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The rosebushes were landing places
for the windless flight of bees,
arched backs weighted on a petal
and antennae probing.
I wanted to startle them out of their business
and pet their striped bodies
when I should have been with you
crouching over the strawberry patch
and pulling back leaves.

You were proud of your strawberries
and taught me to search for surface imperfections.
Your fingers closed on the smaller berries,
speckled green at the base
and set them in the shade of the vine.

I would like to say I saved the thing you gave me,
a ballerina whose crown was  broken in the first week
and pajamas three sizes too big.
I see you in your alligator monogrammed tee-shirts
watering the lawn you insisted on mowing.
The kids are too lazy, too slow, too small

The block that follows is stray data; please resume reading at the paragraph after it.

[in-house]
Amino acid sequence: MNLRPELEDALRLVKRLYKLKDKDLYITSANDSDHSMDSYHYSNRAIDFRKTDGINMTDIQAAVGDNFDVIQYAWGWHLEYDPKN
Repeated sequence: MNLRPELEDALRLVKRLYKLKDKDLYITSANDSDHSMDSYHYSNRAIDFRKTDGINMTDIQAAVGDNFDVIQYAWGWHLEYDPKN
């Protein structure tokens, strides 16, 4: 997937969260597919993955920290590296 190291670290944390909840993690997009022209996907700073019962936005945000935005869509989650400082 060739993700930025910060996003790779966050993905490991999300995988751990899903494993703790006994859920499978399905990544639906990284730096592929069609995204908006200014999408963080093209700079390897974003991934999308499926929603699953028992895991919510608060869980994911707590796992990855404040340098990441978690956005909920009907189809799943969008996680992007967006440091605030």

and when your car pulled up in the driveway–
“Grandpa’s here!”  We ran–
straight out the back door.
When we were big enough to push the lawn mower
you packed your machine and sat in the kitchen
for one last beer, then asked for refills.

Sometimes I hear the groan of the swing set
you put up for us, and our shouts
as we jumped from a bar as high as the garage,
careful not to let you catch us.
Then your voice in the hospital:  Does everyone have a house?
Is everyone okay?
Behind me, ice blocks gather in the street,
leaving puddles the boys of your generation splashed in.
Now the ice trucks are gone, as are the
broad and generous oaks that crowded your street.
I look for footholds in your backyard
and reach for the low hanging branches,
the heaviness of your stooping.

Robin Dawn Hudechek

First appeared in Incidental Buildings and Accidental Beauty: An Anthology of Orange County/ Long Beach Poets, 2001,  published by Tebot Bach.